Women who have grown up with violence or who have experienced domestic and family violence for an extended period often reach a point where their resistance to the violence they are experiencing takes the form of fighting back. These women are more at risk of further control or violence being used against them by their partner but also there is another risk many of these women face, being misidentified as the aggressor when in fact they are often the person most in need of protection.

A recent report found that women—especially Aboriginal and Torres Strait Islander women—are being misidentified as perpetrators on protection orders and the effects of this are far-reaching. This report also states that:

Current evidence suggests that women are more likely than men to use violence in self-defence or resistance, or in response to current or past trauma (Boxall, Dowling, & Morgan, 2020). Women’s use of violence can be helpfully understood through a lens of coercive control. A victim/survivor experiences tactics of DFV cumulatively: women’s use of violence, if not seen as a response to ongoing coercive control, can appear as an “overreaction”, or the woman herself can appear as—or can be made out to be—an instigator of violence.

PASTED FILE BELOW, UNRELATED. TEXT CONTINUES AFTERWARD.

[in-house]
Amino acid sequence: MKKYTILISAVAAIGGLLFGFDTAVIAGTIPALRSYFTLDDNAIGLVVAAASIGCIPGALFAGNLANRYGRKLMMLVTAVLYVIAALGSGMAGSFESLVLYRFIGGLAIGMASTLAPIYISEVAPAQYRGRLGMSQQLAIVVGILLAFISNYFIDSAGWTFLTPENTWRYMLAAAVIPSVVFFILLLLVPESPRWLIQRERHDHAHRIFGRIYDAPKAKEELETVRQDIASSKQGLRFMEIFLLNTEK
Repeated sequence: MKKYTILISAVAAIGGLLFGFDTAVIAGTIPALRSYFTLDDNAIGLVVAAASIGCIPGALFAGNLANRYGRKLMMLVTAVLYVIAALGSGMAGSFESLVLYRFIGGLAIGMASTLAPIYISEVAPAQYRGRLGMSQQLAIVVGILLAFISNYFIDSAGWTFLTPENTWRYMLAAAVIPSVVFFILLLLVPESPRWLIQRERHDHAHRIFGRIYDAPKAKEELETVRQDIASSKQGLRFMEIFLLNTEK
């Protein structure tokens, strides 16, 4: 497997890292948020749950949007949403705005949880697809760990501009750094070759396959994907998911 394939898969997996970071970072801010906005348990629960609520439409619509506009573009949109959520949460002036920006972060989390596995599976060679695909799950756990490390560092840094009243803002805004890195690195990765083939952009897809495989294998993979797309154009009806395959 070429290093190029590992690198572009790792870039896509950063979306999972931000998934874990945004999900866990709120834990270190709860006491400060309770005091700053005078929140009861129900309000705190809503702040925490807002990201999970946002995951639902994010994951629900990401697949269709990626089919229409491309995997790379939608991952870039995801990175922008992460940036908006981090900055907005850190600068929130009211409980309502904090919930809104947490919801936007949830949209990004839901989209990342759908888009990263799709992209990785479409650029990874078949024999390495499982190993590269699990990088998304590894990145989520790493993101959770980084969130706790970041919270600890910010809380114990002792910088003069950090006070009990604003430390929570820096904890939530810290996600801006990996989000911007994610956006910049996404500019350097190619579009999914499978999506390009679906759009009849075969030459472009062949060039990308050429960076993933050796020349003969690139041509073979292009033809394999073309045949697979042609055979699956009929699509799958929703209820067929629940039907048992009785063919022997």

I have come across many women in my work both inside and outside the prison whose story closely resembles this research. Women who have reached the end of their capacity to be a ‘good passive victim’. Women who have experienced their partner be controlling and violent for many many years, and then in one moment, with no pre-meditation, they have fought back and committed a crime they deeply regret and face many years in prison in an environment not generally conducive for addressing criminogenic behaviours, nor heal from trauma(s).